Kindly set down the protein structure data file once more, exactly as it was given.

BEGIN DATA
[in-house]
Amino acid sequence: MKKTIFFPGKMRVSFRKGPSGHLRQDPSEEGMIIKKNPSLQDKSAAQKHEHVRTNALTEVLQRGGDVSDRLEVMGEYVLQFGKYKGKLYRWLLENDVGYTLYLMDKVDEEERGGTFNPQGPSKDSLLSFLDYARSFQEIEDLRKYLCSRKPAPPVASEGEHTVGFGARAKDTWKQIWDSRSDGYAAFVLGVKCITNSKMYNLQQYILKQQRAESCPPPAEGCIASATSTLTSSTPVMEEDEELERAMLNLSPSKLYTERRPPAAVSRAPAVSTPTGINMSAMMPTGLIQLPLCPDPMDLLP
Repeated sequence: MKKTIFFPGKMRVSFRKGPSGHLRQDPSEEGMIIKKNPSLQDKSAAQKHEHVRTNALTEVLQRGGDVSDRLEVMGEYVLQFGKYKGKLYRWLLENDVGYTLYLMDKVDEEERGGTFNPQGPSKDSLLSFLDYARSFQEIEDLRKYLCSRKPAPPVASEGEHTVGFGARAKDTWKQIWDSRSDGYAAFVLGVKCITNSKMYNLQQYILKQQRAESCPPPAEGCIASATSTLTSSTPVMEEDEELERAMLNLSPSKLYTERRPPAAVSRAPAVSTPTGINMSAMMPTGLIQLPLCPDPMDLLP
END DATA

[in-house]
Amino acid sequence: MKKTIFFPGKMRVSFRKGPSGHLRQDPSEEGMIIKKNPSLQDKSAAQKHEHVRTNALTEVLQRGGDVSDRLEVMGEYVLQFGKYKGKLYRWLLENDVGYTLYLMDKVDEEERGGTFNPQGPSKDSLLSFLDYARSFQEIEDLRKYLCSRKPAPPVASEGEHTVGFGARAKDTWKQIWDSRSDGYAAFVLGVKCITNSKMYNLQQYILKQQRAESCPPPAEGCIASATSTLTSSTPVMEEDEELERAMLNLSPSKLYTERRPPAAVSRAPAVSTPTGINMSAMMPTGLIQLPLCPDPMDLLP
Repeated sequence: MKKTIFFPGKMRVSFRKGPSGHLRQDPSEEGMIIKKNPSLQDKSAAQKHEHVRTNALTEVLQRGGDVSDRLEVMGEYVLQFGKYKGKLYRWLLENDVGYTLYLMDKVDEEERGGTFNPQGPSKDSLLSFLDYARSFQEIEDLRKYLCSRKPAPPVASEGEHTVGFGARAKDTWKQIWDSRSDGYAAFVLGVKCITNSKMYNLQQYILKQQRAESCPPPAEGCIASATSTLTSSTPVMEEDEELERAMLNLSPSKLYTERRPPAAVSRAPAVSTPTGINMSAMMPTGLIQLPLCPDPMDLLP